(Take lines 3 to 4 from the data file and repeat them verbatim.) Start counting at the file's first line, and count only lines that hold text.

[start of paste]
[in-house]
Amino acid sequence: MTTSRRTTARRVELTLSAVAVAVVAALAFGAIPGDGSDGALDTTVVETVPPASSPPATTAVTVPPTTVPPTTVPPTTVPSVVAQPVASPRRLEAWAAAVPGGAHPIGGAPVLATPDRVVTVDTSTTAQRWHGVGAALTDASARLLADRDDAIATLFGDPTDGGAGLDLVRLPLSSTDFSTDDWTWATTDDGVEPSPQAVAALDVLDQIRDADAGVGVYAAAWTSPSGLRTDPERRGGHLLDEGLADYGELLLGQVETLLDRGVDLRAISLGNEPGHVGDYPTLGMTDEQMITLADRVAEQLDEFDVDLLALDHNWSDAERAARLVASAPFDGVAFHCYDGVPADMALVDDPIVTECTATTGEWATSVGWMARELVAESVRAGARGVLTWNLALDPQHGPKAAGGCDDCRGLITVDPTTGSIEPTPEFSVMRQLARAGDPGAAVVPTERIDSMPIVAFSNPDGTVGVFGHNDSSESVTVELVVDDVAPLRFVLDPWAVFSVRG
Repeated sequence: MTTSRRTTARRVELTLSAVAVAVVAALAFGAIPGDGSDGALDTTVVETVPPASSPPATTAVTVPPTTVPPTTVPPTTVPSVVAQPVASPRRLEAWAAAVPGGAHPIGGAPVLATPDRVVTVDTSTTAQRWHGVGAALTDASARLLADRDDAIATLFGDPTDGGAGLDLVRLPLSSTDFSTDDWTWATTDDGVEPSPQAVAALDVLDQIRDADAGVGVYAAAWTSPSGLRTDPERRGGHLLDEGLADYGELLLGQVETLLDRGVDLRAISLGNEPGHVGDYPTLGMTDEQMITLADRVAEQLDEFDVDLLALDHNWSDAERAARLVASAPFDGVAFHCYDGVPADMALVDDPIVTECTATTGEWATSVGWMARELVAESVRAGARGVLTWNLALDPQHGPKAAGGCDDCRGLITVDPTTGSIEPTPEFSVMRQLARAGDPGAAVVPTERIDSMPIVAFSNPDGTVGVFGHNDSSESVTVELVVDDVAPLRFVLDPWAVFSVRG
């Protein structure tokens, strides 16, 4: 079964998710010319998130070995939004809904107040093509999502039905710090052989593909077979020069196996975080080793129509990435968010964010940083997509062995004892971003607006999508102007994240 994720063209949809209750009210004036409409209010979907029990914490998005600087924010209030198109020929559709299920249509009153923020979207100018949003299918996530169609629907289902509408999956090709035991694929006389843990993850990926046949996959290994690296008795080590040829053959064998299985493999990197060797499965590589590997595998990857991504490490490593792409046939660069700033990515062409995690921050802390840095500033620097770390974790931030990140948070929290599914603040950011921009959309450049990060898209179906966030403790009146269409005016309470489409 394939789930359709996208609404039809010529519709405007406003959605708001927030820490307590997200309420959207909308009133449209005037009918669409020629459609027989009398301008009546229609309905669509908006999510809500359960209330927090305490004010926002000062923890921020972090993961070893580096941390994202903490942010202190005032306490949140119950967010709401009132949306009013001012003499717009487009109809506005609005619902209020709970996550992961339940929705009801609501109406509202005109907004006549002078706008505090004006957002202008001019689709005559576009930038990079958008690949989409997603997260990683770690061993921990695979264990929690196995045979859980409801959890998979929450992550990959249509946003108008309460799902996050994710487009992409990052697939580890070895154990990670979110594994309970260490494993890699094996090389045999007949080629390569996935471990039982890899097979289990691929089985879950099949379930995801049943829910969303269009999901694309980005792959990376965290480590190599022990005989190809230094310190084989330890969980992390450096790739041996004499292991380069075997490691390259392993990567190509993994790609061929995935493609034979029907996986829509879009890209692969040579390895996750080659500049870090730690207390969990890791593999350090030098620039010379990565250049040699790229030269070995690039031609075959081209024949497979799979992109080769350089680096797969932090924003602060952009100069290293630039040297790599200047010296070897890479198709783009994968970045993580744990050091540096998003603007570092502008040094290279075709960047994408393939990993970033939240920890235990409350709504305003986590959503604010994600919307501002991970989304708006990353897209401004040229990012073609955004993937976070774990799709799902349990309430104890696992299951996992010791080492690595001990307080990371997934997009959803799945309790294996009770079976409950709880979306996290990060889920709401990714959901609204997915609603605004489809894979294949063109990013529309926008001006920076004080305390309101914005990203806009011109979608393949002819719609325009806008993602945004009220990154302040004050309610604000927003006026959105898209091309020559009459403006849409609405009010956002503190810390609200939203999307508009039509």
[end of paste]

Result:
Repeated sequence: MTTSRRTTARRVELTLSAVAVAVVAALAFGAIPGDGSDGALDTTVVETVPPASSPPATTAVTVPPTTVPPTTVPPTTVPSVVAQPVASPRRLEAWAAAVPGGAHPIGGAPVLATPDRVVTVDTSTTAQRWHGVGAALTDASARLLADRDDAIATLFGDPTDGGAGLDLVRLPLSSTDFSTDDWTWATTDDGVEPSPQAVAALDVLDQIRDADAGVGVYAAAWTSPSGLRTDPERRGGHLLDEGLADYGELLLGQVETLLDRGVDLRAISLGNEPGHVGDYPTLGMTDEQMITLADRVAEQLDEFDVDLLALDHNWSDAERAARLVASAPFDGVAFHCYDGVPADMALVDDPIVTECTATTGEWATSVGWMARELVAESVRAGARGVLTWNLALDPQHGPKAAGGCDDCRGLITVDPTTGSIEPTPEFSVMRQLARAGDPGAAVVPTERIDSMPIVAFSNPDGTVGVFGHNDSSESVTVELVVDDVAPLRFVLDPWAVFSVRG
């Protein structure tokens, strides 16, 4: 079964998710010319998130070995939004809904107040093509999502039905710090052989593909077979020069196996975080080793129509990435968010964010940083997509062995004892971003607006999508102007994240 994720063209949809209750009210004036409409209010979907029990914490998005600087924010209030198109020929559709299920249509009153923020979207100018949003299918996530169609629907289902509408999956090709035991694929006389843990993850990926046949996959290994690296008795080590040829053959064998299985493999990197060797499965590589590997595998990857991504490490490593792409046939660069700033990515062409995690921050802390840095500033620097770390974790931030990140948070929290599914603040950011921009959309450049990060898209179906966030403790009146269409005016309470489409 394939789930359709996208609404039809010529519709405007406003959605708001927030820490307590997200309420959207909308009133449209005037009918669409020629459609027989009398301008009546229609309905669509908006999510809500359960209330927090305490004010926002000062923890921020972090993961070893580096941390994202903490942010202190005032306490949140119950967010709401009132949306009013001012003499717009487009109809506005609005619902209020709970996550992961339940929705009801609501109406509202005109907004006549002078706008505090004006957002202008001019689709005559576009930038990079958008690949989409997603997260990683770690061993921990695979264990929690196995045979859980409801959890998979929450992550990959249509946003108008309460799902996050994710487009992409990052697939580890070895154990990670979110594994309970260490494993890699094996090389045999007949080629390569996935471990039982890899097979289990691929089985879950099949379930995801049943829910969303269009999901694309980005792959990376965290480590190599022990005989190809230094310190084989330890969980992390450096790739041996004499292991380069075997490691390259392993990567190509993994790609061929995935493609034979029907996986829509879009890209692969040579390895996750080659500049870090730690207390969990890791593999350090030098620039010379990565250049040699790229030269070995690039031609075959081209024949497979799979992109080769350089680096797969932090924003602060952009100069290293630039040297790599200047010296070897890479198709783009994968970045993580744990050091540096998003603007570092502008040094290279075709960047994408393939990993970033939240920890235990409350709504305003986590959503604010994600919307501002991970989304708006990353897209401004040229990012073609955004993937976070774990799709799902349990309430104890696992299951996992010791080492690595001990307080990371997934997009959803799945309790294996009770079976409950709880979306996290990060889920709401990714959901609204997915609603605004489809894979294949063109990013529309926008001006920076004080305390309101914005990203806009011109979608393949002819719609325009806008993602945004009220990154302040004050309610604000927003006026959105898209091309020559009459403006849409609405009010956002503190810390609200939203999307508009039509």